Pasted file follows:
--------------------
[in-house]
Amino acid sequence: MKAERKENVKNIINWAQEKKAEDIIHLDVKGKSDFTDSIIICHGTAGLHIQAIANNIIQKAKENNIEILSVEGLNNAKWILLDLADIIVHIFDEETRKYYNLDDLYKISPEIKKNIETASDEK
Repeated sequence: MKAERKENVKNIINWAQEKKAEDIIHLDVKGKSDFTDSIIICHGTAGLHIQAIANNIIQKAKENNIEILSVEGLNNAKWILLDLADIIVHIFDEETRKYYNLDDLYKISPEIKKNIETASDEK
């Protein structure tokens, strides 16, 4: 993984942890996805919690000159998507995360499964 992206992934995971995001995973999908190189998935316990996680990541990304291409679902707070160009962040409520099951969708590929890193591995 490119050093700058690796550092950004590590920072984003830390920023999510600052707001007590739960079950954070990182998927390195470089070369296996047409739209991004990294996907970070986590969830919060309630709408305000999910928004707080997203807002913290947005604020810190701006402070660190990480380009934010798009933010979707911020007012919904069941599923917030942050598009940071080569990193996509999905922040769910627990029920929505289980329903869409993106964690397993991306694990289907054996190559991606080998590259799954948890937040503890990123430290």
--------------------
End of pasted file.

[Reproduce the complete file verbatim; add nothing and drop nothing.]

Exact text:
[in-house]
Amino acid sequence: MKAERKENVKNIINWAQEKKAEDIIHLDVKGKSDFTDSIIICHGTAGLHIQAIANNIIQKAKENNIEILSVEGLNNAKWILLDLADIIVHIFDEETRKYYNLDDLYKISPEIKKNIETASDEK
Repeated sequence: MKAERKENVKNIINWAQEKKAEDIIHLDVKGKSDFTDSIIICHGTAGLHIQAIANNIIQKAKENNIEILSVEGLNNAKWILLDLADIIVHIFDEETRKYYNLDDLYKISPEIKKNIETASDEK
């Protein structure tokens, strides 16, 4: 993984942890996805919690000159998507995360499964 992206992934995971995001995973999908190189998935316990996680990541990304291409679902707070160009962040409520099951969708590929890193591995 490119050093700058690796550092950004590590920072984003830390920023999510600052707001007590739960079950954070990182998927390195470089070369296996047409739209991004990294996907970070986590969830919060309630709408305000999910928004707080997203807002913290947005604020810190701006402070660190990480380009934010798009933010979707911020007012919904069941599923917030942050598009940071080569990193996509999905922040769910627990029920929505289980329903869409993106964690397993991306694990289907054996190559991606080998590259799954948890937040503890990123430290």